09 November 2008

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This was in my last (long) post:

...Yesterday I got there and found only two of my eight girls there. The others were home for the holdiay...and a few are home with grandparents for good! This is a fairy tale ending to their stories that left me overjoyed for them, a little worried that it wouldn't last, and heartbroken that I didn't get to say goodbye...

I was wrong. It isn't a fairy tale at all. Two sisters, L&P are being taken into the home of an older lady, but it isn't their grandmother. She has also started the paperwork to take one of my other sisters, N. N's older sister, Kl will not be staying with them as I'd originally been told. Something happened and I don't know what.

I am hoping to get to see N before she moves for good. She's back in the children's home today and will be there until her paperwork is processed. I am hoping that at age 10 she has to be consulted for a guardianship as she would for an international adoption. But, on the other hand, I hope she does not have to be the one who makes the final decision. I cannot imagine being ten years old and having to choose between remaining with my sister, the sister who took such good care of me in the children's home, the only family I have left, the only family I've known for the last few years and the opportunity to leave the children's home. She would be with good friends, but not with her sister. N is a meek, gentle, funny girl who needs to be in a home. I worry about what will happen to her if she stays in the orphanage. She isn't a fighter. But leaving her sister behind might be more than she can bear.

Oh, my sweet girls! What impossible portions have been put on your plates.

9 comments:

Annie said...

Do you have any idea how far the elderly lady's home is from the Children's Home? If it were close enough for back and forthing it might be nice.

I have heard such varying things about the homes childen are going to in this new "foster" program om Russia. I don't know why I'd expect them to be any better than foster homes in the US. Being a foster family I ought to think foster homes in the US are GREAT! But I am afraid we may not be typical (from the folks I've seen at the trainings). In fact, it is really a wildly mixed bag. Same thing in Russia, I expect.

One little girl I talked to who was adopted after being in a foster home in Russia told me that she thought that the only reason the woman took her in was to do her housework ["She was very old and could not move."]. And though she theoretically had a bed to herself (in the same room as the elderly lady), she actually ended up sharing it with the two younger children of the lady's alcoholic daughter who arrived shortly after she did. And, the way I ended up hearing this story, by the way, was that the little girl was at our house and saw the bed that our Nastya sleeps in - an antique "half bed", about as wide as a couch. It reminded her of those days and she wanted to show me how all three of them "fit" on that little bed.

I suppose the stories of poverty in this country would make us all furrow our eyebrows and wonder, too, but this all sounded just so miserable. Yet I suppose the stipend paid for taking this girl allowed the grandma and the grandchildren, as well as my little friend to eat.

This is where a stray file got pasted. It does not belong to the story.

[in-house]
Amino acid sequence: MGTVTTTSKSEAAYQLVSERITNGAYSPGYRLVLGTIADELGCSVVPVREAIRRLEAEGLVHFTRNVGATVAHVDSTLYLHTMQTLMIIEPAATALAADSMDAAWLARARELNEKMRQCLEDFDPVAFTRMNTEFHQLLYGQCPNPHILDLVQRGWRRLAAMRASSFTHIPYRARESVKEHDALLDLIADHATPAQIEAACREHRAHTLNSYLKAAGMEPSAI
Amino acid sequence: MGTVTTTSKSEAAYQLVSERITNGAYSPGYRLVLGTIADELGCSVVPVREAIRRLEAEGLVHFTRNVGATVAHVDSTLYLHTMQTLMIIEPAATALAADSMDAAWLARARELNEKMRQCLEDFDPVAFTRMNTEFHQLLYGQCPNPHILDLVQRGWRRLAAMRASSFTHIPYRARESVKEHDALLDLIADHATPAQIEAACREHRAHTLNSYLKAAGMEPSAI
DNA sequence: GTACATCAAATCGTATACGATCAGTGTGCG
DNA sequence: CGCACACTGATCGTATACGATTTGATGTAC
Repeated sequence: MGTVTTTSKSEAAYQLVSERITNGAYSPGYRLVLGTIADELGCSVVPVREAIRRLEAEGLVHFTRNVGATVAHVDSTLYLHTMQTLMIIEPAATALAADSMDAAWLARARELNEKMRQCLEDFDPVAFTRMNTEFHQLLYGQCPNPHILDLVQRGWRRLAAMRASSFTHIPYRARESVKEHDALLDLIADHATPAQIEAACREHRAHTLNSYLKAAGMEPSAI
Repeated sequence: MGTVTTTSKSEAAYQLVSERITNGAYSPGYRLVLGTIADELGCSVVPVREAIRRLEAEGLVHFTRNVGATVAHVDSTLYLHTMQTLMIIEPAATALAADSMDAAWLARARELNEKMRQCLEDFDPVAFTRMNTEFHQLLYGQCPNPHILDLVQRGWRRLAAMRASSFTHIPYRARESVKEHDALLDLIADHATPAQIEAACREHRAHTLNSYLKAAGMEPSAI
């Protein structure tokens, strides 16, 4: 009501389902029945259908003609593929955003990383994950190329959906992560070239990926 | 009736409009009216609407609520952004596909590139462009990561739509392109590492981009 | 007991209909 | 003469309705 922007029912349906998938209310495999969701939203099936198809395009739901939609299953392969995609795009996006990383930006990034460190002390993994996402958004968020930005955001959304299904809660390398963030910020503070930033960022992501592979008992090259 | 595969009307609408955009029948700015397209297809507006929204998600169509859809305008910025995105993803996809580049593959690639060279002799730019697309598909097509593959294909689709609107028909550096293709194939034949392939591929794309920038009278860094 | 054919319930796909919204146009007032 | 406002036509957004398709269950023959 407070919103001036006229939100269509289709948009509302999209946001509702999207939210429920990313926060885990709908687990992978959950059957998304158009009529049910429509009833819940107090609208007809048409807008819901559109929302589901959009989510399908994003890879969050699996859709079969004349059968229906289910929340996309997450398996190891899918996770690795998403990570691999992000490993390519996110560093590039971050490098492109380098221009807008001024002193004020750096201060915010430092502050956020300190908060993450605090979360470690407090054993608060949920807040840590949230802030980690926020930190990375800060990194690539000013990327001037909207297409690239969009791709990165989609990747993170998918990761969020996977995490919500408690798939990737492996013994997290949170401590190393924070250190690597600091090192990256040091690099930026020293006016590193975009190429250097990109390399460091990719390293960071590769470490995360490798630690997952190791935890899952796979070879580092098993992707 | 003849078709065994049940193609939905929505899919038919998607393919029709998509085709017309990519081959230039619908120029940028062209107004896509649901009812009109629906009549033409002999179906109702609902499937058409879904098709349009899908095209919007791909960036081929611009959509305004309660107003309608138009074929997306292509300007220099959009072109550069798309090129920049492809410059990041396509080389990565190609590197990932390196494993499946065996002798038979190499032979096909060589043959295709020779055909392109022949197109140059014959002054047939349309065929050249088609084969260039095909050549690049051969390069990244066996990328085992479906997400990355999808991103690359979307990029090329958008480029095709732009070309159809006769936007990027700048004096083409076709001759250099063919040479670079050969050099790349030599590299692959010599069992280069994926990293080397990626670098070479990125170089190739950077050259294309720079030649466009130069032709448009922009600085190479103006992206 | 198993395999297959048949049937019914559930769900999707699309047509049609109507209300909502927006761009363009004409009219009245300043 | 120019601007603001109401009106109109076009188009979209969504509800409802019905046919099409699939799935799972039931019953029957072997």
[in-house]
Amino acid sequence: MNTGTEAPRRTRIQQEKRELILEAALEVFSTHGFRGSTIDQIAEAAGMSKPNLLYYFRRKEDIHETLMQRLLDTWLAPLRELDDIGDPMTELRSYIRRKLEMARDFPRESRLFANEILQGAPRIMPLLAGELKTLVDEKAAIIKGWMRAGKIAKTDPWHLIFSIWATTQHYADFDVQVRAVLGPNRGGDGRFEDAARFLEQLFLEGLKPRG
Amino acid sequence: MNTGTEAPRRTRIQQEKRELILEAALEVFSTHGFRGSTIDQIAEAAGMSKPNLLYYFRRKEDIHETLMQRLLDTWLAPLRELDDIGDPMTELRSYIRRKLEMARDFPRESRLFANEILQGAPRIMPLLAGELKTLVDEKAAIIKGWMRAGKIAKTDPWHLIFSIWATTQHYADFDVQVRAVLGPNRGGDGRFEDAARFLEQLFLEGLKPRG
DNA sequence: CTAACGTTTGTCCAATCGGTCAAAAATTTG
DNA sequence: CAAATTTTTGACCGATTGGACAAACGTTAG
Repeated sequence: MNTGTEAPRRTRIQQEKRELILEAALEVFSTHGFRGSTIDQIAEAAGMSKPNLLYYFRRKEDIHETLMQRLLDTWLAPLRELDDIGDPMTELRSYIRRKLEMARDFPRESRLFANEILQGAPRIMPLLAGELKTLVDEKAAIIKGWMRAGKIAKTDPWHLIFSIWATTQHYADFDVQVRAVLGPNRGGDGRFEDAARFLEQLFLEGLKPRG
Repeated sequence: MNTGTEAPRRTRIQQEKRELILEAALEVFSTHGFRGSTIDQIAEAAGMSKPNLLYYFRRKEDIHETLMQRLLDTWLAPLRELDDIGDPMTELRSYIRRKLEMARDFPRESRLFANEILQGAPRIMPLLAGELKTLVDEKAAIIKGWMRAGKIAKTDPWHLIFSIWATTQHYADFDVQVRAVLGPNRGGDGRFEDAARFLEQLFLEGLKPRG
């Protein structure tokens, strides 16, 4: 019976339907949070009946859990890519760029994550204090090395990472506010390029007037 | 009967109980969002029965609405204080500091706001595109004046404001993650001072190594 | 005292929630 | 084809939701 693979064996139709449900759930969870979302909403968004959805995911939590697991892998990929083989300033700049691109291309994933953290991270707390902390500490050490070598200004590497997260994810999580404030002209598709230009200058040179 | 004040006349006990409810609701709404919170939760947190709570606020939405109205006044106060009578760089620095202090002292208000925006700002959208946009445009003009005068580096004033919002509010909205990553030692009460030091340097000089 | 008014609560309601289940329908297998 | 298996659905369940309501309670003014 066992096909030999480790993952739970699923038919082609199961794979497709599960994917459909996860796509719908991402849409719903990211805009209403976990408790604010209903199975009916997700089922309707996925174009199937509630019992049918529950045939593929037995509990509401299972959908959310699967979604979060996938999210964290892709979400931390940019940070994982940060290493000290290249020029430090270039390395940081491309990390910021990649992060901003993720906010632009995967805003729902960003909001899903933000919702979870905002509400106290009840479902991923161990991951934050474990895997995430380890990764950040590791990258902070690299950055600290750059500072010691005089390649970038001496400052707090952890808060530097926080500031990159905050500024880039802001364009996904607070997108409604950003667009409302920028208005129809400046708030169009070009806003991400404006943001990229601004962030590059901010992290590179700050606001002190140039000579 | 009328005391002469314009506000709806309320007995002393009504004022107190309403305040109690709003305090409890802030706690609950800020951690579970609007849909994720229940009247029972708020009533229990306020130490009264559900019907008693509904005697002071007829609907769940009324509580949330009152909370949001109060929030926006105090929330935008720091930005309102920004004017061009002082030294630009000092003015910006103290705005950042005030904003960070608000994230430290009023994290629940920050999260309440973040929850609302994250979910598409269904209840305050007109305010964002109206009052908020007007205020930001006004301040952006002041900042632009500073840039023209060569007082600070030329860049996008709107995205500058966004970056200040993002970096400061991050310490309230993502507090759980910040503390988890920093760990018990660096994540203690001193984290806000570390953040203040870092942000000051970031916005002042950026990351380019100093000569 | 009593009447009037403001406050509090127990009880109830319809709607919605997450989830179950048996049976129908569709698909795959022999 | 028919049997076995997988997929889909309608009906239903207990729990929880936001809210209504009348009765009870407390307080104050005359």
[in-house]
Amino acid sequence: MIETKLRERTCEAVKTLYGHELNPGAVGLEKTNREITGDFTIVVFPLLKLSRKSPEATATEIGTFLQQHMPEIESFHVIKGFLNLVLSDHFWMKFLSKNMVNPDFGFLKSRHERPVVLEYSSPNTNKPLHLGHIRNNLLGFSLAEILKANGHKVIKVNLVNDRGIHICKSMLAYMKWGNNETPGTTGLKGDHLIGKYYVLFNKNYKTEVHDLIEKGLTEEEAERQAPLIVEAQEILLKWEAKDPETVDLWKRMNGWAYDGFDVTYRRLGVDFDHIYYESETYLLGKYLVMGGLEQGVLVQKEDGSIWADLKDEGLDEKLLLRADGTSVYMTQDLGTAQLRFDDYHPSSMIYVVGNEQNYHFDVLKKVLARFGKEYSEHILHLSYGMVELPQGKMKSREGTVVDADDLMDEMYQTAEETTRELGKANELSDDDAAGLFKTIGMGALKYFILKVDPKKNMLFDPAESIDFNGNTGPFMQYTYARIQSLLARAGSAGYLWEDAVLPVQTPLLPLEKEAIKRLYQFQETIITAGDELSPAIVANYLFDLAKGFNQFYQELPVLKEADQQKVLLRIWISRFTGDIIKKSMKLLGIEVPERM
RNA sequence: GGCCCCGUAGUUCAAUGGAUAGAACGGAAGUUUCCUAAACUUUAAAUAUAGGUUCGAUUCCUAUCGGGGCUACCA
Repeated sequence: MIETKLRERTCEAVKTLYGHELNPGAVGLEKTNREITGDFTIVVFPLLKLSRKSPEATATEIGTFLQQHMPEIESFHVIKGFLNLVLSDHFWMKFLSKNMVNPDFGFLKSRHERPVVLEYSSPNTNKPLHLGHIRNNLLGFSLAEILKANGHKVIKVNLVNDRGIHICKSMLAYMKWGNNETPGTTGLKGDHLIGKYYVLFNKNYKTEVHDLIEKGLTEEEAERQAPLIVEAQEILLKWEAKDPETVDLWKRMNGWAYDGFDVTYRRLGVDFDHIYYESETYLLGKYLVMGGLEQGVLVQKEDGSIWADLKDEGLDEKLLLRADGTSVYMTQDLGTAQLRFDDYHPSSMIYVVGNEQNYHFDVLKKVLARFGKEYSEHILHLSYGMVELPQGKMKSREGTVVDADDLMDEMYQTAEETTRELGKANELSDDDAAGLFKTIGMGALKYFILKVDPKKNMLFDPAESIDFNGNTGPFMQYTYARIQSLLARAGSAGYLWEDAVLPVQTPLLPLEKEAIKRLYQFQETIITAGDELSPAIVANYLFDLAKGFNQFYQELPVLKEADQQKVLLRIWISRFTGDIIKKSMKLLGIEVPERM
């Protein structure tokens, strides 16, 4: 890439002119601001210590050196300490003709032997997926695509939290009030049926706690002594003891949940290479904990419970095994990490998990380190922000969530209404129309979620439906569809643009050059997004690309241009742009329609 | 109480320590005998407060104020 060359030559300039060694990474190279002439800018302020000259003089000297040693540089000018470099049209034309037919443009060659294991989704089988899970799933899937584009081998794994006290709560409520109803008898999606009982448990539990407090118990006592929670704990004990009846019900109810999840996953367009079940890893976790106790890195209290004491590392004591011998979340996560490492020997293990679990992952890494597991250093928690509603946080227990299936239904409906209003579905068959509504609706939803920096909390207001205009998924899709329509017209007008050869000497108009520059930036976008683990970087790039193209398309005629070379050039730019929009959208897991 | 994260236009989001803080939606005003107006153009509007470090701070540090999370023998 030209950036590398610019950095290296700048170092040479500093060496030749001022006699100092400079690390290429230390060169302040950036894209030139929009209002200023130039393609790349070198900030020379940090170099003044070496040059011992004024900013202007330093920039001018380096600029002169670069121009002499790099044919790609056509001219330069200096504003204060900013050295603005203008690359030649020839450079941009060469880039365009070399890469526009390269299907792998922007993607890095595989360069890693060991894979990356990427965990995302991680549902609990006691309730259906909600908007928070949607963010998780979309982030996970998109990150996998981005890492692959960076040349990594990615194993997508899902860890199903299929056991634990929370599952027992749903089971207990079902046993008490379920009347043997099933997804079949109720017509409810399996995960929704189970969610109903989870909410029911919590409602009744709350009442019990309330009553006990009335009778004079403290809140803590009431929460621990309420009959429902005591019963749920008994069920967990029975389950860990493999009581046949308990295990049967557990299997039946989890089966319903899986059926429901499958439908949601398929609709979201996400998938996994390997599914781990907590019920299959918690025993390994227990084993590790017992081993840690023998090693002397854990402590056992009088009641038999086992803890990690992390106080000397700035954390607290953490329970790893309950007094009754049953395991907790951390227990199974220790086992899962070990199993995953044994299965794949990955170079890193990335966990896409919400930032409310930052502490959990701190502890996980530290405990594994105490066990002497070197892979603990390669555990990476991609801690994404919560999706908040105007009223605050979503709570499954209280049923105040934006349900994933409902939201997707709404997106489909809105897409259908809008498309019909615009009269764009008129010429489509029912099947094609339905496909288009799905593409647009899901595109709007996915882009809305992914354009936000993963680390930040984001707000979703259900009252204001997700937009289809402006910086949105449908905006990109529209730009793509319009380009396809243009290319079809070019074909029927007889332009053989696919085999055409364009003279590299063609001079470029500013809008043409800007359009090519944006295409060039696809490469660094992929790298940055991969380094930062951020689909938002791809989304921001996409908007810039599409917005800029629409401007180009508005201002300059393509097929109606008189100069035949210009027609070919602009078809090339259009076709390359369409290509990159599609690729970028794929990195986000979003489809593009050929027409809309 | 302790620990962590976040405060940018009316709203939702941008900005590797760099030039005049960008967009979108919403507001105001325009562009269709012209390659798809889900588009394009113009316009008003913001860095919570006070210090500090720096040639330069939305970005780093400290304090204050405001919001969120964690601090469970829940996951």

kate said...

Annie, she is "very, very far" from the children's home.

Maggie said...

Ugh. Is it a patronat home? I know that when I hosted Vladimir and he was placed in a patronat home (as were most of the other 13 kids that were hosted) he didn't have a say because he was only 8. Out of 13 kids only 4 were adopted by their host families and its largely because they were over the age of 10. (Actually, one boy was nine, but the judge let his older brother speak on his behalf.)

It puts the children in a terrible situation.

I hope that she is in a good patronat home. Just like foster homes in the US, I'm sure there are good homes and not-so-good homes. I've heard that the home my Vladimir is in is very good and loving. I worry about him constantly, though.

kate said...

Maggie, I don't know. It's not an adoption, but I don't know which of the other two "guardianship" options available now this is. I *think* one is more independent than the other. One is more closely supervised and has the foster parent functioning as an employee of the children's home. It's confusing to me...and, for practical purposes, doesn't seem to be much different.

MMrussianadoption said...

praying for a good outcome

Tina in CT said...

Such red tape. Here you would love to adopt two sisters and they won't let you adopt from your city. Stupidity!

Carrie said...

How heartbreaking. Makes all the things we squabble about seem pointless in the face of what these precious children face day to day.

votemom said...

there needs to be a new word. over the past 5 years (yes, it's been five years since that sunny afternoon in siberia when i met a little boy that changed everything), there is a word which escapes me.

what word describes one's heart, sinking like a stone?

what word describes a physical ache in one's stomach... and heart... simultaneously?

if you figure it out, please share it.

i'm sorry. and yet, i believe. well, you know what.

Matt and Carla Morgan said...

My heart is hurting for your sweet girls. It's an impossible decision for anyone - much less a 10 year old. Ugh. Praying.

cm